NORMAN — Cleveland County Court Appointed Special Advocates haven’t been able to serve as many children in the child welfare system this year because of a lack of volunteers.
Kathleen Romero, executive director of Cleveland County CASA, said the program serves 30 percent to 40 percent of the children in the county’s child welfare system although hundreds of children in Norman have a need for it.
“As a community, these are the most vulnerable members, and if we take care of them as a community, the community benefits by that,” Romero said.
The next CASA training session will begin Jan. 28. Orientation will take place from 5:30 to 8:30 at the Norman Regional Education Center, 901 Porter Ave. The training sessions are a couple nights a week and there are about eight sessions.
Debrah Morris, a CASA volunteer, compared spending her time watching a movie versus spending her time supervising a visit for the child.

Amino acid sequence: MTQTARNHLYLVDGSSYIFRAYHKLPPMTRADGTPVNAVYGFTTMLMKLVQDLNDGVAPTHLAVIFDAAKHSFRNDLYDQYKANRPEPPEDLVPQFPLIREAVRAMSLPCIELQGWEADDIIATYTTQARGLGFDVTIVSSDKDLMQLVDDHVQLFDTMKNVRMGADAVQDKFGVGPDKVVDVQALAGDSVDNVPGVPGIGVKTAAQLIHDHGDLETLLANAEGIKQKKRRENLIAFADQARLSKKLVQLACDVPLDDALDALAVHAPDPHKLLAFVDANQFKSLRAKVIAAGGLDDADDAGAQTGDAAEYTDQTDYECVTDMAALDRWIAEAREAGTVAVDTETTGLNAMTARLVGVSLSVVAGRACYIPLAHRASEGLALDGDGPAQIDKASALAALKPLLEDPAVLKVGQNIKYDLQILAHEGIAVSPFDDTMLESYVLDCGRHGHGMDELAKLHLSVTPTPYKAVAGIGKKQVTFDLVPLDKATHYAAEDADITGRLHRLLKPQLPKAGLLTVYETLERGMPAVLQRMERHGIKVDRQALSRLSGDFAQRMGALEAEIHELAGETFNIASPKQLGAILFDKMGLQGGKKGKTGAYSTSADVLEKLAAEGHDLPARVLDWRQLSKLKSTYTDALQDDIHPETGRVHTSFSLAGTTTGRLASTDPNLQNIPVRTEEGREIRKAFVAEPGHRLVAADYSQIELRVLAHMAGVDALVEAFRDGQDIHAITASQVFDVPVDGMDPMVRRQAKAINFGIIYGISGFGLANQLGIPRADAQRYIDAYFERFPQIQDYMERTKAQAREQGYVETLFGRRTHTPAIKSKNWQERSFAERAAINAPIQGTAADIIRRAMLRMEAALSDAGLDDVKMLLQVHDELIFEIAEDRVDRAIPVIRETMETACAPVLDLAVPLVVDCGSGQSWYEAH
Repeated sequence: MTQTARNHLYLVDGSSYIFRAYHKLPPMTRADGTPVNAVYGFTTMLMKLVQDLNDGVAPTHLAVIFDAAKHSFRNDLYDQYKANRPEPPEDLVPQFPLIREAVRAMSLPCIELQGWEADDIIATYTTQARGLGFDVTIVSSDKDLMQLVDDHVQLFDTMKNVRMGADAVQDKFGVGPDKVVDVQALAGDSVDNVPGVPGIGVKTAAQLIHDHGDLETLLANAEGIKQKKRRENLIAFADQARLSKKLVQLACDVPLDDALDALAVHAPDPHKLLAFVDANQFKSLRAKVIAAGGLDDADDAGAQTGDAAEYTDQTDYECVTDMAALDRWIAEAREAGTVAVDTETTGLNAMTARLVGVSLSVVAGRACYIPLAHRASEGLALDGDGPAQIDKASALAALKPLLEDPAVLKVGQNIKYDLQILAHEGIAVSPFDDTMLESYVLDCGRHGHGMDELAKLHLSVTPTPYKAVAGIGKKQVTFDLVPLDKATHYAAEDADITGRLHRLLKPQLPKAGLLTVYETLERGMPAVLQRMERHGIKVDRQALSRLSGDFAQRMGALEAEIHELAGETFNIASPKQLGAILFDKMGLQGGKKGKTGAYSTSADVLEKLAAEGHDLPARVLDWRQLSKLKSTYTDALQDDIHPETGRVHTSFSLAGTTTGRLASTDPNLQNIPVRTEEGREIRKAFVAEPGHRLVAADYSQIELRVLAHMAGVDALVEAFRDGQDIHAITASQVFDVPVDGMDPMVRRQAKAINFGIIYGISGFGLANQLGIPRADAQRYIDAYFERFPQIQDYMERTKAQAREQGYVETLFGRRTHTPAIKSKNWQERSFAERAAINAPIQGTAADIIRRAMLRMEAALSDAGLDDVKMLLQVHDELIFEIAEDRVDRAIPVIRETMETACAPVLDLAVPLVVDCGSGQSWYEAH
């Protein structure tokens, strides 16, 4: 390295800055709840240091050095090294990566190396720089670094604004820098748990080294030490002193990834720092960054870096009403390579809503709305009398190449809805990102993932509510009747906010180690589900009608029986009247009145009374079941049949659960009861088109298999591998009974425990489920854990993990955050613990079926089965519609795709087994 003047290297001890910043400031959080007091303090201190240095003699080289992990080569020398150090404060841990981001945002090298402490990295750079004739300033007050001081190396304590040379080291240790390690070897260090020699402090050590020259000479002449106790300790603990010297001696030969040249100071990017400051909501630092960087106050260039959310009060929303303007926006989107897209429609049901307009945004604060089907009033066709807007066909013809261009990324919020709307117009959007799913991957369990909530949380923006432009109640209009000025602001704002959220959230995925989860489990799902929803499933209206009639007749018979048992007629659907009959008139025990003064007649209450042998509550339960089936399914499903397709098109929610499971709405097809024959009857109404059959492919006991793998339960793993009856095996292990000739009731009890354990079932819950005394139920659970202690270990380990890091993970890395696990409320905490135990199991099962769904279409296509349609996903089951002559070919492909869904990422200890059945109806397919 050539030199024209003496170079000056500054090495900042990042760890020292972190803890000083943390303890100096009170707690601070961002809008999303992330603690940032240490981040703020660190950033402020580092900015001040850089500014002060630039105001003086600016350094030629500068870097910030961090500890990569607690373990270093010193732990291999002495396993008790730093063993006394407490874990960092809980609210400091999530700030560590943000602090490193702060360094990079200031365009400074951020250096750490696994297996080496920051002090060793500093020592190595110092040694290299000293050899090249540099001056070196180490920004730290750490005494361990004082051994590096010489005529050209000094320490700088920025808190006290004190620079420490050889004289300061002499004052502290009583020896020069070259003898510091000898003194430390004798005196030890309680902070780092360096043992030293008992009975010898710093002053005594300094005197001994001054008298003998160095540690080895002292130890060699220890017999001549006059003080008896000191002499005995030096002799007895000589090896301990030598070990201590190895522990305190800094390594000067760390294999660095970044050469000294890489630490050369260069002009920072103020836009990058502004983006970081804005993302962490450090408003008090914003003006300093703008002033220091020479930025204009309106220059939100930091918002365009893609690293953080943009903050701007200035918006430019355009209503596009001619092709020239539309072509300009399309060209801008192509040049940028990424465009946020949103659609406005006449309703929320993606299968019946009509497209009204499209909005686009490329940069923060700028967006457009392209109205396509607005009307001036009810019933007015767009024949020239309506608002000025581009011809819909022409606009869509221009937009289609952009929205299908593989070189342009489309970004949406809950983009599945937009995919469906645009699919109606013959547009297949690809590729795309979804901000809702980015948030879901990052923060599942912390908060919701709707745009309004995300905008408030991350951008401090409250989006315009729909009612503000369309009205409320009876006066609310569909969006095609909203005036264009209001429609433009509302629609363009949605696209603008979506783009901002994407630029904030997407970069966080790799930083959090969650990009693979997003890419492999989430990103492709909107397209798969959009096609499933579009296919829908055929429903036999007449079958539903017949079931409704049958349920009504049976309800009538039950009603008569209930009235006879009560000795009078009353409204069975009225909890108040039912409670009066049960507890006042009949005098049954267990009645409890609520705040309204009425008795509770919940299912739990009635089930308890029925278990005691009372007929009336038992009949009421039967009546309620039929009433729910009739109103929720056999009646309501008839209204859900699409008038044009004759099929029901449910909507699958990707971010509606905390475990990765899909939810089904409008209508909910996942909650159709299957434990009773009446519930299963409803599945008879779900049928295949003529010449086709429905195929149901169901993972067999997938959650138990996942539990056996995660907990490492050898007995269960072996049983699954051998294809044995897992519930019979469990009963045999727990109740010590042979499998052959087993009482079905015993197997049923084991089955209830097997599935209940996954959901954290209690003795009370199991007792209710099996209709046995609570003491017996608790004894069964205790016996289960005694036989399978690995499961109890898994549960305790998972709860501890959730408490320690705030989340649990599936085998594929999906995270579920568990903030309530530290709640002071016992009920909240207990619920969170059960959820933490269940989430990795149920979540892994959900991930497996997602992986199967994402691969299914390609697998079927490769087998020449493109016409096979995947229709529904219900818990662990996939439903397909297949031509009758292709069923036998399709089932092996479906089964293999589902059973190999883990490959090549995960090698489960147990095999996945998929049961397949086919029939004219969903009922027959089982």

“Which is more rewarding?” she asked.
For Morris, spending time with a child is more rewarding.
Most of the children in the child welfare system are there because of abuse or neglect. CASA volunteers are specifically assigned as objective, independent people in the system who see that children’s needs are being addressed while they are in custody.
Morris also had a comparison for the children and their families and CASA’s involvement with them. She likened a family to a car. Sometimes, the car may run out of gas or veer off of the road. CASA is like the tow truck that helps get that car back on the road, she said.
On the other hand, sometimes that car may be totaled and a new car (or family) is needed to get a child back on the road, she said.
The statewide average for children being in the child welfare system is about 2.2 years. CASA reduces that average by nine months. There are kids that fall through the system, Romero said she likes to think of CASA as something that helps fill those cracks.